Posted to Web: November 03, 2014Publication Date: October 31, 2014

Labeling Effects of First Juvenile Arrests: Secondary Deviance and Secondary Sanctioning (Research Report)
Akiva Liberman, David S. Kirk, KiDeuk Kim

Does arresting juveniles deter or promote future offending, and how does it affect the chances of future arrests? These questions were studied through official arrest data and self-reported offending data from the Project on Human Development in Chicago Neighborhoods, using propensity score methods. First arrests increased subsequent offending and subsequent arrest through separate processes, and the effects on rearrest were substantially larger. Being labelled as an arrestee seems to trigger "secondary sanctioning" processes beyond any effects on offending. Attempts to ameliorate deleterious "labeling" effects should include efforts to dampen their escalating punitive effects on societal responses.

Posted to Web: October 24, 2014Publication Date: October 24, 2014

Understanding the Organization, Operation, and Victimization Process of Labor Trafficking in the United States (Research Report)
Colleen Owens, Meredith Dank, Amy Farrell, Justin Breaux, Isela Banuelos, Rebecca Pfeffer, Ryan Heitsmith, Katie Bright, Jack McDevitt

This study chronicles the experiences of labor trafficking victims from the point of recruitment for work, their forced labor victimization, their attempts to escape and get help, and their efforts to seek justice through civil or criminal cases. The report finds that legal loopholes and lax enforcement enable labor traffickers to commit crimes against workers in major US industries: agriculture, domestic work, hotels, restaurants, and construction. Interview and case file data detail the ubiquity of trafficking, which occurs both in plain sight and behind lock and key. Detailed recommendations propose next steps for policy and practice.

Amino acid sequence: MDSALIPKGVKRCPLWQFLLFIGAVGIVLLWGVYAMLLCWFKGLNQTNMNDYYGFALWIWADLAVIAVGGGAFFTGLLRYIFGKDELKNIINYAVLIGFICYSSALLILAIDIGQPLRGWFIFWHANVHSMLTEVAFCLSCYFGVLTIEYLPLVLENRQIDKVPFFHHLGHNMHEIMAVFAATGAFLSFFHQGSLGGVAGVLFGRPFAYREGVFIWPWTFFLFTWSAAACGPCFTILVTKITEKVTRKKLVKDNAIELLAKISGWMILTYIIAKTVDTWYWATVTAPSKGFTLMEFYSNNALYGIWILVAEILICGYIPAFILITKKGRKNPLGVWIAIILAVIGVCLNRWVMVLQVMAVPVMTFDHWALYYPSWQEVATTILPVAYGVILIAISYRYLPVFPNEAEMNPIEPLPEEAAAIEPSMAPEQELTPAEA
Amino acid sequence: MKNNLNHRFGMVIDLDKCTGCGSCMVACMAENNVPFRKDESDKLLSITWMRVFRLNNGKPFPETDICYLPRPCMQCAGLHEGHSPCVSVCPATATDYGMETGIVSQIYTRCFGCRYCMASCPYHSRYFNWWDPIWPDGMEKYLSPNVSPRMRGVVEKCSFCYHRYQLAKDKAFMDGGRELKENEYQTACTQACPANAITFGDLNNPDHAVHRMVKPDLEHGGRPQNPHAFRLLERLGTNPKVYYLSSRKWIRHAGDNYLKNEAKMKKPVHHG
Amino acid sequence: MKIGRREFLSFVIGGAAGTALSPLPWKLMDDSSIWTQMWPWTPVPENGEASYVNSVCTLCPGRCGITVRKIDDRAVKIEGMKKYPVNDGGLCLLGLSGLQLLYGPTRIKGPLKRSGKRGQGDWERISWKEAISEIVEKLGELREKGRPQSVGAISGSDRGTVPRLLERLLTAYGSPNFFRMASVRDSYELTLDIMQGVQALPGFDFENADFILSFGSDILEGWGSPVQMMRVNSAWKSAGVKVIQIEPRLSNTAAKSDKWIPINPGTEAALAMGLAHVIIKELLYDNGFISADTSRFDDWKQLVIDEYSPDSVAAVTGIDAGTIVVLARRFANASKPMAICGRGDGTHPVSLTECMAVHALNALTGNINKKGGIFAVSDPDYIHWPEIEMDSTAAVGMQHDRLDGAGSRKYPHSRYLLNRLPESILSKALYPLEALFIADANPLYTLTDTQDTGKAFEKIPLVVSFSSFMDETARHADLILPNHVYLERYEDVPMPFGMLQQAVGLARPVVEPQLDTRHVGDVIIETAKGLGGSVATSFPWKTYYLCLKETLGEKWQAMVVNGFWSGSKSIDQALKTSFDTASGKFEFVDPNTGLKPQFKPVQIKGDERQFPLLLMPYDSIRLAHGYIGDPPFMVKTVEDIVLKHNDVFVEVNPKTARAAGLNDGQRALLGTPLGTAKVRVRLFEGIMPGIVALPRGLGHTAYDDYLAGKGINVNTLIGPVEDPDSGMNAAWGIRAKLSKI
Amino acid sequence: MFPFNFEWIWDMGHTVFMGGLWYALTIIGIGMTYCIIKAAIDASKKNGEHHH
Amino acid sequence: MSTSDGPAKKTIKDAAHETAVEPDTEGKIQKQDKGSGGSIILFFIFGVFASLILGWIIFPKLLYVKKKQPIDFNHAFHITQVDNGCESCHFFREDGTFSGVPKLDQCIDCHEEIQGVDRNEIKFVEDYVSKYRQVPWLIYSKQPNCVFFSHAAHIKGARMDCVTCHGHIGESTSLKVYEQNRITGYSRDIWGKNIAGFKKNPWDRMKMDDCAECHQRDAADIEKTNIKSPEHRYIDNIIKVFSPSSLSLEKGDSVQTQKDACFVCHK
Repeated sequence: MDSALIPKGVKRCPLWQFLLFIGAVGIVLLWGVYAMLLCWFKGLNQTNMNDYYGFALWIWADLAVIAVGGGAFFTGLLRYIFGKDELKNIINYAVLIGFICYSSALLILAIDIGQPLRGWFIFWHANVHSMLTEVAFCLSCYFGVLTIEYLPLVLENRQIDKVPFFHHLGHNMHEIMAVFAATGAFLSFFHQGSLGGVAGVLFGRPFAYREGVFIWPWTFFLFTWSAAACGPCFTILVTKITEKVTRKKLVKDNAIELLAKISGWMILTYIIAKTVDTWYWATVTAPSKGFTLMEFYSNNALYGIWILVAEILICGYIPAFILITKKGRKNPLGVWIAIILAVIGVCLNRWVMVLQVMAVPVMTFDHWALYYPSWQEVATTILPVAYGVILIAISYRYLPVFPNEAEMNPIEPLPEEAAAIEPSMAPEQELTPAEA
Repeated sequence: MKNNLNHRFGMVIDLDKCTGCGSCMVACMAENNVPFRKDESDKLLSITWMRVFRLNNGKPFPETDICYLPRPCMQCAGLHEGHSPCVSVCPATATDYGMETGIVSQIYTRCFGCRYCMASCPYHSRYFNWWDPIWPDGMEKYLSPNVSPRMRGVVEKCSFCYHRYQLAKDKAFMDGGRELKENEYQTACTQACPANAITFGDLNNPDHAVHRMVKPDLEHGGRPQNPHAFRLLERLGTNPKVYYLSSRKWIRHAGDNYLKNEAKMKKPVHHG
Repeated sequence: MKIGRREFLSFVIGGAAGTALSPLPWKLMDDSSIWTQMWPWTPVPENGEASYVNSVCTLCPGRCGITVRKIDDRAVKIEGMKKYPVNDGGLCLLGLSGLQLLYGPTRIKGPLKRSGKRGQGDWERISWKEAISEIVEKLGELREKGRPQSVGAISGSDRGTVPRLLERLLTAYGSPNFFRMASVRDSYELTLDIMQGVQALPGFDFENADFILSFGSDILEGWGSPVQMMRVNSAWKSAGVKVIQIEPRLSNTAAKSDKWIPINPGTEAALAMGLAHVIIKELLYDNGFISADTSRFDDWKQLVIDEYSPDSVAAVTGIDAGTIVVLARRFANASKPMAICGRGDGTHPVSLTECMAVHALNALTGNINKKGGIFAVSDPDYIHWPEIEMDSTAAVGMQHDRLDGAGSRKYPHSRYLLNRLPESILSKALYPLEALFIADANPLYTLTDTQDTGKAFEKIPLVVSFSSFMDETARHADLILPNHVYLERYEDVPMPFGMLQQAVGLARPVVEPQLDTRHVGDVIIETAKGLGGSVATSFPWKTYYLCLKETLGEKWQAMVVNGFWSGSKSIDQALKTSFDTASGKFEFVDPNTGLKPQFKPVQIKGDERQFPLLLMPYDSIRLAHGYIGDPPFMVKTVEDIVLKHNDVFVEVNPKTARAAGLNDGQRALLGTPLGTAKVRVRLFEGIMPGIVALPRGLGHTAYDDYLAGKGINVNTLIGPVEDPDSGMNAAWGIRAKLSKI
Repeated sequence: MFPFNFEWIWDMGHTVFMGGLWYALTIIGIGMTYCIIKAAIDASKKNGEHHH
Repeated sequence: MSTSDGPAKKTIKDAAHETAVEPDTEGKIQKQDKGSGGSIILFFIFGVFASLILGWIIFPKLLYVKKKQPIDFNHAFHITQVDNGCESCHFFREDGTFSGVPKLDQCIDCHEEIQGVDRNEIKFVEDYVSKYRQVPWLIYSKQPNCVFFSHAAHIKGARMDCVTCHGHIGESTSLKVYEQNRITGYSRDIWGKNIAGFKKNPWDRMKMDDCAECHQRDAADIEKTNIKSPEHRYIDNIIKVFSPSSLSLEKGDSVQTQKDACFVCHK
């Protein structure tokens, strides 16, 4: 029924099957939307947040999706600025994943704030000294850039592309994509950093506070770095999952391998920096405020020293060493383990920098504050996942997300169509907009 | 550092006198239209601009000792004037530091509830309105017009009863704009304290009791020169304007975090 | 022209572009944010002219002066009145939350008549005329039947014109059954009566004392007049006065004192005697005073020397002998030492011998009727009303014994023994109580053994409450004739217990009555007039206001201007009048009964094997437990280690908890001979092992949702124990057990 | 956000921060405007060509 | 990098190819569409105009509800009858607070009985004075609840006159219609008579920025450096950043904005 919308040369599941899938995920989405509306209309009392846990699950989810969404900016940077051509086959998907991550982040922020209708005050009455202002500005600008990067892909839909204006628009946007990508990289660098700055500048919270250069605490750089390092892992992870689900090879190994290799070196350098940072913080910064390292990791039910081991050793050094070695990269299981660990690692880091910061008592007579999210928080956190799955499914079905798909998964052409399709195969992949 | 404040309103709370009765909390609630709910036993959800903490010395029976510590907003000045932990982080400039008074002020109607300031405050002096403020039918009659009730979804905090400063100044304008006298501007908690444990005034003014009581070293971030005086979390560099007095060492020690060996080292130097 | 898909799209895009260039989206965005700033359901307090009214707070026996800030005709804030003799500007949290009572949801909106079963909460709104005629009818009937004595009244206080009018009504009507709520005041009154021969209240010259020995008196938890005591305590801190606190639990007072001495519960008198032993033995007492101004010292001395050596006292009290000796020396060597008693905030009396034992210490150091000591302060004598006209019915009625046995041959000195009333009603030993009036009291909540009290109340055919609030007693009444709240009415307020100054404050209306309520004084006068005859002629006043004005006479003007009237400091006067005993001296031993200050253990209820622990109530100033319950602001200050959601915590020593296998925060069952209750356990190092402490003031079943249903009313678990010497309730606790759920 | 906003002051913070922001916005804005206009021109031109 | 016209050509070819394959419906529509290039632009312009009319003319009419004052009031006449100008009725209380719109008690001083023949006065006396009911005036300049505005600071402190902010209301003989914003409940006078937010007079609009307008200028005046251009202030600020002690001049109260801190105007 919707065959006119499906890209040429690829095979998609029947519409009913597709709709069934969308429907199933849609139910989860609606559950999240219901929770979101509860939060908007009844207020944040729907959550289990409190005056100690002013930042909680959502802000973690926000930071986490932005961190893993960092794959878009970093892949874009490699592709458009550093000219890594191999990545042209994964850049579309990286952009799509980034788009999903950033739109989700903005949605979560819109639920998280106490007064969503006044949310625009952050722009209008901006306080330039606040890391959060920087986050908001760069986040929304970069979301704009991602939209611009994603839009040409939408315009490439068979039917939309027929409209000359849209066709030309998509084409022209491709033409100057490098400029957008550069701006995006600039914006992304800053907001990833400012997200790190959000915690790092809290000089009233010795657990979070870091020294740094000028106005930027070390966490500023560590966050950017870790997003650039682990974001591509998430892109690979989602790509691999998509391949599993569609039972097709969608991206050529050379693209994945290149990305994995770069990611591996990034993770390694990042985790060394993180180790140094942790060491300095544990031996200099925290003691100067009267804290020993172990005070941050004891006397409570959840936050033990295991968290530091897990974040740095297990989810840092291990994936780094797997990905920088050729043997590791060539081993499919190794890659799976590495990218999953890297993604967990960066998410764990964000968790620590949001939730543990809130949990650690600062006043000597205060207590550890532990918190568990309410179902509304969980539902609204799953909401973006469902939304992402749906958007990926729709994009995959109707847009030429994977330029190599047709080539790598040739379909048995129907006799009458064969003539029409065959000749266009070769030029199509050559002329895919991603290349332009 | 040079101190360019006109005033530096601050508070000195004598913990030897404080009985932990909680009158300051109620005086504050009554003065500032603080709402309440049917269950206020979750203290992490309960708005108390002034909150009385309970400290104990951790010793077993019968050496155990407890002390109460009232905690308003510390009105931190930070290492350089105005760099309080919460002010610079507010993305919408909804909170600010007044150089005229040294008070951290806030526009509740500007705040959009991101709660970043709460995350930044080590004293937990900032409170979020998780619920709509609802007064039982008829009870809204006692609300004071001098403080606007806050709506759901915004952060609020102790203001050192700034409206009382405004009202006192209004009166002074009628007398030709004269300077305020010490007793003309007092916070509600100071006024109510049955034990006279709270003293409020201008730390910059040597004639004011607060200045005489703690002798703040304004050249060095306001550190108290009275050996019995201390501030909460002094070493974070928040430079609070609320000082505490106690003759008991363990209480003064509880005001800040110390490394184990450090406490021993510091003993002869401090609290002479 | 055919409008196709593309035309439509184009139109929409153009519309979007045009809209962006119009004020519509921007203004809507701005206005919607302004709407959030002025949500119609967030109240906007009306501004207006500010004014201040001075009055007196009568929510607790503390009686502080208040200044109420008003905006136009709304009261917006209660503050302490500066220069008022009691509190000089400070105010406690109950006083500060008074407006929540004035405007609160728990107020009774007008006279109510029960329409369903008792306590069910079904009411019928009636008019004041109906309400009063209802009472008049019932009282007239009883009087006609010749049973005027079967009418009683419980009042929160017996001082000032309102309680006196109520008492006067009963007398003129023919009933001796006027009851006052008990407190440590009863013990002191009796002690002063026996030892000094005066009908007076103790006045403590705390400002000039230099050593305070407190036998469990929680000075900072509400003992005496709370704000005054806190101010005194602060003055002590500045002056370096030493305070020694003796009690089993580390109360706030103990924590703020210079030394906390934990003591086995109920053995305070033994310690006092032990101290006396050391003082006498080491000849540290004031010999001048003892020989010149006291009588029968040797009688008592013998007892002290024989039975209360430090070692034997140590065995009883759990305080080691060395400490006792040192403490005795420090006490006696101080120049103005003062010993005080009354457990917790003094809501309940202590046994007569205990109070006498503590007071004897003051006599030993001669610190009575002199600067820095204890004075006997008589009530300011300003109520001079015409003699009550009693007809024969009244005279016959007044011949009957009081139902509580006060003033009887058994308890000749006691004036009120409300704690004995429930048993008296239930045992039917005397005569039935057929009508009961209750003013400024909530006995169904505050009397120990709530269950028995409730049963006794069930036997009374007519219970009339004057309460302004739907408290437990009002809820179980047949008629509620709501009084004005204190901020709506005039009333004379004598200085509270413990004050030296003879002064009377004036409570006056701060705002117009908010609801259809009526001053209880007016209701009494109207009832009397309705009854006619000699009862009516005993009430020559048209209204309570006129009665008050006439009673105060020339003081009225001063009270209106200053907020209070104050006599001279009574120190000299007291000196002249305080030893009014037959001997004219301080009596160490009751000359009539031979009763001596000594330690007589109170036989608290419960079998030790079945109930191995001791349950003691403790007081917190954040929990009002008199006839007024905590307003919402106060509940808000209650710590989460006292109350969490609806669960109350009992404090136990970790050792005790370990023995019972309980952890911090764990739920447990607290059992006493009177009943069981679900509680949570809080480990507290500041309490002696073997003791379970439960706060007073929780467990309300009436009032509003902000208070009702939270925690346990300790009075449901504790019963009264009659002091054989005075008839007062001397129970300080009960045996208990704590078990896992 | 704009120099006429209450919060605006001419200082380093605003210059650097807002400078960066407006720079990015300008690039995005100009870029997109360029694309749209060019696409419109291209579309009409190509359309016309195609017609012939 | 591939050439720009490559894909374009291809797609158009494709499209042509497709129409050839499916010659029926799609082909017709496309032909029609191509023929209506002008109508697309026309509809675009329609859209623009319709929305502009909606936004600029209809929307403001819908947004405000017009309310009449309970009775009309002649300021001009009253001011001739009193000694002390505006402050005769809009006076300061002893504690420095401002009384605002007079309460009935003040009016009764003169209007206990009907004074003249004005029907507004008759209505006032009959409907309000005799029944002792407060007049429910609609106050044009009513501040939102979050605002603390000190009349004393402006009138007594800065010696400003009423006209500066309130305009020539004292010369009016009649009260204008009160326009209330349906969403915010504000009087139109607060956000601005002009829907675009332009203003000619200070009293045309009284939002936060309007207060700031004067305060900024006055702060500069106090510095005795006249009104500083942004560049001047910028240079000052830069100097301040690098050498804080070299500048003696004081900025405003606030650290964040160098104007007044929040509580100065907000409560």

Posted to Web: October 21, 2014Publication Date: October 21, 2014

Stop and Frisk: Balancing Crime Control with Community Relations (Research Report)
Nancy G. La Vigne, Pamela Lachman, Shebani Rao, Andrea Matthews

Police have been stopping, questioning, and frisking pedestrians for decades in an effort to protect themselves and the public from harm. However, pedestrians may view the stop and frisk experience as unjustified and perceive that they are subject to unfair and overly aggressive treatment. These feelings are most pronounced for those residing in high-crime areas that are targets for intensive stop and frisk activities. Because citizens’ views of the police contribute to their willingness to cooperate with and empower law enforcement, minimizing the negative effects of stop and frisk is crucial for overall police effectiveness and is especially important for improving relations with communities of color. This publication discusses the constitutionality and legal precedents of stop and frisk and the theory and practice behind these street stops. This background is followed by a discus¬sion of stop and frisk’s unintended consequences and a series of practical recommendations for the lawful and respectful use of pedestrian stops in the context of community policing.

Posted to Web: October 15, 2014Publication Date: October 15, 2014